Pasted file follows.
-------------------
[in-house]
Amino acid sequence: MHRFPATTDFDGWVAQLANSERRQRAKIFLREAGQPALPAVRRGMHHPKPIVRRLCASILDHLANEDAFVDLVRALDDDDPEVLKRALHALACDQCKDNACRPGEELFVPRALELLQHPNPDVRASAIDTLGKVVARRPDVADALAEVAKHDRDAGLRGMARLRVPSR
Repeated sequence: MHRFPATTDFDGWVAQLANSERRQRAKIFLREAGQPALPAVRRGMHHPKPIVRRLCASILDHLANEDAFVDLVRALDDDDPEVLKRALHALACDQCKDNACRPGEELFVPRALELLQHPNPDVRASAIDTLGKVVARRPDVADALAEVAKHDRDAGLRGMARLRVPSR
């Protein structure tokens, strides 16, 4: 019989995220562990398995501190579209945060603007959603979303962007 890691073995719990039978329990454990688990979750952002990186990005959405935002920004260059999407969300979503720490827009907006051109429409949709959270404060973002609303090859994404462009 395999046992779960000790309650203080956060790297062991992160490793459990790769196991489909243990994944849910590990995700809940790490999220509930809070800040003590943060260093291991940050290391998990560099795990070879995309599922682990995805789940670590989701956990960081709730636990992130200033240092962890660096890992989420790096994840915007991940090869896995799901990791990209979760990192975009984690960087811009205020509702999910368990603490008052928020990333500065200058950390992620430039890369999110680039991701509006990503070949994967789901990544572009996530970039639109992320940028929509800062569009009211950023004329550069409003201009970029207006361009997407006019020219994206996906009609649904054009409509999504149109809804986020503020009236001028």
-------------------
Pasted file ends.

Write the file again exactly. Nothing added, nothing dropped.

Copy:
[in-house]
Amino acid sequence: MHRFPATTDFDGWVAQLANSERRQRAKIFLREAGQPALPAVRRGMHHPKPIVRRLCASILDHLANEDAFVDLVRALDDDDPEVLKRALHALACDQCKDNACRPGEELFVPRALELLQHPNPDVRASAIDTLGKVVARRPDVADALAEVAKHDRDAGLRGMARLRVPSR
Repeated sequence: MHRFPATTDFDGWVAQLANSERRQRAKIFLREAGQPALPAVRRGMHHPKPIVRRLCASILDHLANEDAFVDLVRALDDDDPEVLKRALHALACDQCKDNACRPGEELFVPRALELLQHPNPDVRASAIDTLGKVVARRPDVADALAEVAKHDRDAGLRGMARLRVPSR
């Protein structure tokens, strides 16, 4: 019989995220562990398995501190579209945060603007959603979303962007 890691073995719990039978329990454990688990979750952002990186990005959405935002920004260059999407969300979503720490827009907006051109429409949709959270404060973002609303090859994404462009 395999046992779960000790309650203080956060790297062991992160490793459990790769196991489909243990994944849910590990995700809940790490999220509930809070800040003590943060260093291991940050290391998990560099795990070879995309599922682990995805789940670590989701956990960081709730636990992130200033240092962890660096890992989420790096994840915007991940090869896995799901990791990209979760990192975009984690960087811009205020509702999910368990603490008052928020990333500065200058950390992620430039890369999110680039991701509006990503070949994967789901990544572009996530970039639109992320940028929509800062569009009211950023004329550069409003201009970029207006361009997407006019020219994206996906009609649904054009409509999504149109809804986020503020009236001028």